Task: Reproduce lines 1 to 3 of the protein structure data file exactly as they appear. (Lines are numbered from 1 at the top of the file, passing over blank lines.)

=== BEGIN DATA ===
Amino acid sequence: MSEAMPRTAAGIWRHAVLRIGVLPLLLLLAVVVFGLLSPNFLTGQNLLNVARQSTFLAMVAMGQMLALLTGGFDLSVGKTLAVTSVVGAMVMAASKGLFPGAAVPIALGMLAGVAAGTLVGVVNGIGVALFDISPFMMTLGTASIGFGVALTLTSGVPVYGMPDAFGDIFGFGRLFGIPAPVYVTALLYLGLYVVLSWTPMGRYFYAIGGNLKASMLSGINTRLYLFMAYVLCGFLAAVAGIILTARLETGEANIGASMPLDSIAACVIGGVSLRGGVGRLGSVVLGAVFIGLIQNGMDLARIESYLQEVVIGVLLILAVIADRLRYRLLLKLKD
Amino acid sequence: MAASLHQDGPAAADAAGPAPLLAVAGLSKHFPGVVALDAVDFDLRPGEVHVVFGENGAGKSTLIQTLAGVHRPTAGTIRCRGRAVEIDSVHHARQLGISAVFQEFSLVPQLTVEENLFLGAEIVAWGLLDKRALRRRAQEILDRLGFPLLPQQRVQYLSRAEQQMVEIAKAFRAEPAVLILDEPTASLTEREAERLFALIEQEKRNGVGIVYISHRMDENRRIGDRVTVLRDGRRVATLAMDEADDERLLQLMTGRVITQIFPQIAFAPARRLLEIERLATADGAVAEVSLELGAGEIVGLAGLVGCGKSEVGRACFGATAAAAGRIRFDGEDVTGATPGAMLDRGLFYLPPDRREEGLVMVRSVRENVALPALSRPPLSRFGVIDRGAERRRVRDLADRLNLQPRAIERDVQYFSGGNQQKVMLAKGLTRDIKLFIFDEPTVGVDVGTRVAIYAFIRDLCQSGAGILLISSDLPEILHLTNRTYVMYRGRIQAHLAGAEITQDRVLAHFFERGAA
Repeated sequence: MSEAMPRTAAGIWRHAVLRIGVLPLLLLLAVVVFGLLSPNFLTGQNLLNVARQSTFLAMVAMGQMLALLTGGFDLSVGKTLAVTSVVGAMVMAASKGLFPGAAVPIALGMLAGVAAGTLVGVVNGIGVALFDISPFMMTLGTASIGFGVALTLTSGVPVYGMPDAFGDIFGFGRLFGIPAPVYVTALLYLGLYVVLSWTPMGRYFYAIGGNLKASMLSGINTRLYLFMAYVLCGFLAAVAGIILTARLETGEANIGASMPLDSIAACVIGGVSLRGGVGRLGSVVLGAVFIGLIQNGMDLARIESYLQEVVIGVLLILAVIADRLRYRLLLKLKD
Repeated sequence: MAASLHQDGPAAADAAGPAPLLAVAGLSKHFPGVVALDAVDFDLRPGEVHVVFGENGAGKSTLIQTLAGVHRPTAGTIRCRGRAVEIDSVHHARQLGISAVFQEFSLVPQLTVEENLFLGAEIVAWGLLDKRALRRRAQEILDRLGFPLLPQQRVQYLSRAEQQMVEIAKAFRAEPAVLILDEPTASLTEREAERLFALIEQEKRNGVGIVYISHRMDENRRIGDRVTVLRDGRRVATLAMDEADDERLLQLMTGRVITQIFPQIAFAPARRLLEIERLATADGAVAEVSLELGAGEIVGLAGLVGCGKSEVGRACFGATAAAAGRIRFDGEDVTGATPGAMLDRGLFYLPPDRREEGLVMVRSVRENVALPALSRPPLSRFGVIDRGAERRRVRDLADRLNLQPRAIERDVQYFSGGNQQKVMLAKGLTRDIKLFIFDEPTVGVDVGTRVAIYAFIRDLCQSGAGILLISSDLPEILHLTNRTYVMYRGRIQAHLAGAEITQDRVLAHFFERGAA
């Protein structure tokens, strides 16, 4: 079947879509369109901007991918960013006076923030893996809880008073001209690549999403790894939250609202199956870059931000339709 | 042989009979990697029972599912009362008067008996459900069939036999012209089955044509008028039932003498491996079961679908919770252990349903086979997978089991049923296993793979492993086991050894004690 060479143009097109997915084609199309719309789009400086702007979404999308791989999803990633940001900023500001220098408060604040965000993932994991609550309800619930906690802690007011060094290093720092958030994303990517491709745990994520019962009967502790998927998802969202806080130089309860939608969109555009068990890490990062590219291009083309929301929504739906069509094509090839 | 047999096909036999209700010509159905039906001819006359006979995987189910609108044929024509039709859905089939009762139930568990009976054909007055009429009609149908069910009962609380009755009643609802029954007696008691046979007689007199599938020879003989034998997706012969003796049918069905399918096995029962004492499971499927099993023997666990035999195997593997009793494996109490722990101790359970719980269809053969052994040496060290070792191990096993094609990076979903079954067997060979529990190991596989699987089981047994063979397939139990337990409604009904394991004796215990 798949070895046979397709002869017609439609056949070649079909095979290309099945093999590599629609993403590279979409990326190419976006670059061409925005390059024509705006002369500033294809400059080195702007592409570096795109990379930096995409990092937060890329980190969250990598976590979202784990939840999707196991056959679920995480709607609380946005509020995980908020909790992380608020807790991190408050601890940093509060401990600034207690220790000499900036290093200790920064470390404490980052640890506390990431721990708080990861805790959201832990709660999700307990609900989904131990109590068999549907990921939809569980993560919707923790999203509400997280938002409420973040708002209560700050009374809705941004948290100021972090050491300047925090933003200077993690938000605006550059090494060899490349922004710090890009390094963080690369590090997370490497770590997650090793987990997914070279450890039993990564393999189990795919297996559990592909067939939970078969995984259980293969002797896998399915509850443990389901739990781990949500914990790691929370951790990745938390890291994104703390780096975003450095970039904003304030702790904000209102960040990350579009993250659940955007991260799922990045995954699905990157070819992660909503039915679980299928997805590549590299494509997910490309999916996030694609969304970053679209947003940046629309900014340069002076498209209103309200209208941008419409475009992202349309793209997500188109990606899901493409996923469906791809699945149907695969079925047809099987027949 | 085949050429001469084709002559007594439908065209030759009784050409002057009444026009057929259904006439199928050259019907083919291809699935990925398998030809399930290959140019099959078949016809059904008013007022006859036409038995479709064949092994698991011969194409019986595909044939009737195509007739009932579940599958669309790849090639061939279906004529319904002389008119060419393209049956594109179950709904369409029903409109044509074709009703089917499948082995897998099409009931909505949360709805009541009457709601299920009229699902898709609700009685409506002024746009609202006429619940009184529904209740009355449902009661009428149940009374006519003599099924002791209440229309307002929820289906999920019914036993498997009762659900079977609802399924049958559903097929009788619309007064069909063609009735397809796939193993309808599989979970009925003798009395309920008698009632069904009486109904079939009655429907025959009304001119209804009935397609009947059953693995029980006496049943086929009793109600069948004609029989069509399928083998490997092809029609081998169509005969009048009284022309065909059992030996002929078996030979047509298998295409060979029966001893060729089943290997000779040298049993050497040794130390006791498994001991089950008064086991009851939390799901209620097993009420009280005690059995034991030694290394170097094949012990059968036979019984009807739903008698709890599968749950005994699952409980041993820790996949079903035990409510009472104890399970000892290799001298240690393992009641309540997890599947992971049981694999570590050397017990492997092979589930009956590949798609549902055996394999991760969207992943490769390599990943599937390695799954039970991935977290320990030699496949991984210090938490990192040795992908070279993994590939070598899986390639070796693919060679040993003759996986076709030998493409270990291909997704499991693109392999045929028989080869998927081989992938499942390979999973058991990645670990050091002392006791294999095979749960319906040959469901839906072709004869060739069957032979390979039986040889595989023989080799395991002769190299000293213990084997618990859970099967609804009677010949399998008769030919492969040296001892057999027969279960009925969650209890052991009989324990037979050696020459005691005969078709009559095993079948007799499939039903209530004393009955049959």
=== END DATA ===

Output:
Amino acid sequence: MSEAMPRTAAGIWRHAVLRIGVLPLLLLLAVVVFGLLSPNFLTGQNLLNVARQSTFLAMVAMGQMLALLTGGFDLSVGKTLAVTSVVGAMVMAASKGLFPGAAVPIALGMLAGVAAGTLVGVVNGIGVALFDISPFMMTLGTASIGFGVALTLTSGVPVYGMPDAFGDIFGFGRLFGIPAPVYVTALLYLGLYVVLSWTPMGRYFYAIGGNLKASMLSGINTRLYLFMAYVLCGFLAAVAGIILTARLETGEANIGASMPLDSIAACVIGGVSLRGGVGRLGSVVLGAVFIGLIQNGMDLARIESYLQEVVIGVLLILAVIADRLRYRLLLKLKD
Amino acid sequence: MAASLHQDGPAAADAAGPAPLLAVAGLSKHFPGVVALDAVDFDLRPGEVHVVFGENGAGKSTLIQTLAGVHRPTAGTIRCRGRAVEIDSVHHARQLGISAVFQEFSLVPQLTVEENLFLGAEIVAWGLLDKRALRRRAQEILDRLGFPLLPQQRVQYLSRAEQQMVEIAKAFRAEPAVLILDEPTASLTEREAERLFALIEQEKRNGVGIVYISHRMDENRRIGDRVTVLRDGRRVATLAMDEADDERLLQLMTGRVITQIFPQIAFAPARRLLEIERLATADGAVAEVSLELGAGEIVGLAGLVGCGKSEVGRACFGATAAAAGRIRFDGEDVTGATPGAMLDRGLFYLPPDRREEGLVMVRSVRENVALPALSRPPLSRFGVIDRGAERRRVRDLADRLNLQPRAIERDVQYFSGGNQQKVMLAKGLTRDIKLFIFDEPTVGVDVGTRVAIYAFIRDLCQSGAGILLISSDLPEILHLTNRTYVMYRGRIQAHLAGAEITQDRVLAHFFERGAA
Repeated sequence: MSEAMPRTAAGIWRHAVLRIGVLPLLLLLAVVVFGLLSPNFLTGQNLLNVARQSTFLAMVAMGQMLALLTGGFDLSVGKTLAVTSVVGAMVMAASKGLFPGAAVPIALGMLAGVAAGTLVGVVNGIGVALFDISPFMMTLGTASIGFGVALTLTSGVPVYGMPDAFGDIFGFGRLFGIPAPVYVTALLYLGLYVVLSWTPMGRYFYAIGGNLKASMLSGINTRLYLFMAYVLCGFLAAVAGIILTARLETGEANIGASMPLDSIAACVIGGVSLRGGVGRLGSVVLGAVFIGLIQNGMDLARIESYLQEVVIGVLLILAVIADRLRYRLLLKLKD